CTE in Hockey

Hillary Teixeira, Reporter

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Over the last eight years, the list of deaths among hockey players involving brain trauma in the National Hockey League has grown exponentially.

Players such as Derek Boogaard, Wade Belak, Steve Montador, Todd Ewen, Bob Probert, and Jeff Parker all showed evidence of having suffered CTE. Chronic Traumatic Encephalopathy (CTE) is a degenerative brain disease that has been found in people who have suffered multiple blows to the head or concussions.

CTE has shown to be the most detrimental to individuals known as Enforcers. Enforcers are put on the ice to protect rookies, star players, and increase the aggressiveness of a team. Enforcers are expected to throw punches and take them as well. The brutality of such a position alone has shown to drive players into large alcohol consumption and over time develop dependencies to pain medication due to constant injuries.

In the documentary Punched Out: The Rise and Fall of Derek Boogaard, former enforcer Todd Fedoruk admitted to abusing painkillers. When interviewed he said, “I loved what it did for me. That was my main coping mechanism.”

The fight of an enforcer is to avoid being sent to the minor leagues. To stay in the NHL, they must fight. An injury results in recovery, possibly time from the ice, and likely ending up in the minor leagues having to climb the ladder back to the NHL each time.

This cycle deteriorates the body and with added concussions, oftentimes being played through, the brain suffers as well. “Many of the guys who are the most likely to suffer brain injuries are right on the cusp of losing their job, those fourth line players.” Said Rick Westhead on the TSN Winnipeg podcast a month after the death of Blackhawks’ enforcer, Steve Montador.

The recent deaths and life-changing side effects observed in surviving players have resulted in an intense discourse over whether or not fighting should be removed from North American hockey altogether. While former players are able to recognize the brutality and what the rule changes mean for the future, the cause questions whether casual fans understand the current direction fighting has taken.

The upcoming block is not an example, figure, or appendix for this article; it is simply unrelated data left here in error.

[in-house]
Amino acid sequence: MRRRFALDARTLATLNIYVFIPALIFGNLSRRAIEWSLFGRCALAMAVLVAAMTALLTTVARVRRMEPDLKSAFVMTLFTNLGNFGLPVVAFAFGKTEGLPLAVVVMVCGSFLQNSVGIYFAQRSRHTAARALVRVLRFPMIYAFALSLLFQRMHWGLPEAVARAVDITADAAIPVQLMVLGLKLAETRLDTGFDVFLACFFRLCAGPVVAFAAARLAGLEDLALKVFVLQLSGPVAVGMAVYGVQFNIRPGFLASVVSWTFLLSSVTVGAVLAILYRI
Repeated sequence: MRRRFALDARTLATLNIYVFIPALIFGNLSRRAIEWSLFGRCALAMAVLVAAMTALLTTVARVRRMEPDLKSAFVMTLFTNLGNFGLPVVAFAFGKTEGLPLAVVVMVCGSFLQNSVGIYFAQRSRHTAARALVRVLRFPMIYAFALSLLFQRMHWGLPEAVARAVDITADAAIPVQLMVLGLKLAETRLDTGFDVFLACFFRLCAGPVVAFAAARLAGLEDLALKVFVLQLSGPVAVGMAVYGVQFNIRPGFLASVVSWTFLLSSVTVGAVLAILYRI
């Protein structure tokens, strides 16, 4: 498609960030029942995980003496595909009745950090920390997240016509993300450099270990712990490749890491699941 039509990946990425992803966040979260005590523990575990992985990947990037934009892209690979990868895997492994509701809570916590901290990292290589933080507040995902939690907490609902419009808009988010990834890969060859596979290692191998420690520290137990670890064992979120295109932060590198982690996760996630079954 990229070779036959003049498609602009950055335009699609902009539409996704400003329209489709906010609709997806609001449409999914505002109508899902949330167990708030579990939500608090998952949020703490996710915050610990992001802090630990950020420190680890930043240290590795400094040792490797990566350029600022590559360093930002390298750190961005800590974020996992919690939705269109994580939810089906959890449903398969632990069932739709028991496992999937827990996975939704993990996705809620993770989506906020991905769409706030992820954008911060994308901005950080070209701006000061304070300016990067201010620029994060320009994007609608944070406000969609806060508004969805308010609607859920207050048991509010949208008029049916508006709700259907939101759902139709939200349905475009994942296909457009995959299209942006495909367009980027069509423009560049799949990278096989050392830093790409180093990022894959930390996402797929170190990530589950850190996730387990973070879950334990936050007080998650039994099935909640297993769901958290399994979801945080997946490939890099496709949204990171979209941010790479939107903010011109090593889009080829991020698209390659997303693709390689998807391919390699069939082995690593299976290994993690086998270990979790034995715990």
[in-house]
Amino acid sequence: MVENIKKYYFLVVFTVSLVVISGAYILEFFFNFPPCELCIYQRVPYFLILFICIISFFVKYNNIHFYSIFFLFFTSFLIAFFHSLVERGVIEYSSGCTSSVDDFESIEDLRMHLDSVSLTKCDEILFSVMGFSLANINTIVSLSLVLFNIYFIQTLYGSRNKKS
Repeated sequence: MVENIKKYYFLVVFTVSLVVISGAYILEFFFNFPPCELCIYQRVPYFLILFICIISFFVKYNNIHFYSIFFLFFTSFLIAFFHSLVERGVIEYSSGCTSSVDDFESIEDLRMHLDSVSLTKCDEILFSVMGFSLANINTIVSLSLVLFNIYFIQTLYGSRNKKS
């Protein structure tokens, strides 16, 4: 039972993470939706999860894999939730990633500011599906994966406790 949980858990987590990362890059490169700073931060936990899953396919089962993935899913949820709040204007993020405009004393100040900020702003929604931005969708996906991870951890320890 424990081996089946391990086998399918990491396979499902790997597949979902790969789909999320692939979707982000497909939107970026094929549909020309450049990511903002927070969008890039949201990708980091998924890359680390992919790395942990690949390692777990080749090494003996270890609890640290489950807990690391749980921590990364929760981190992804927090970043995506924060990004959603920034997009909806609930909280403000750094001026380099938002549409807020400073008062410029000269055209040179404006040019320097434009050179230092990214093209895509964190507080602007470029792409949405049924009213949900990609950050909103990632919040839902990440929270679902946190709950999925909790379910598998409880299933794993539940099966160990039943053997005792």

The NHL has been strongly against changes that regard player safety. Helmets were optional in the NHL until 1979, eleven years after the death of Bill Masterton. The late Minnesota North Stars’ forward had gone flying head-first into the ice and suffered a traumatic brain injury and had played despite showing severe concussion symptoms lasting days leading to his final game. Long after Masterton’s death, the act of wearing a helmet was still considered to be against the “Warrior Code” of hockey.

Following the events that have brought change to the NHL, it seems that the National Hockey League and it’s player’s association only act to protect the league’s public reputation after tragedies rather than the safety of its players. If safety isn’t put above profit the sport of hockey may suffer a decrease in youth players due to poor safety protocols regarding concussions.

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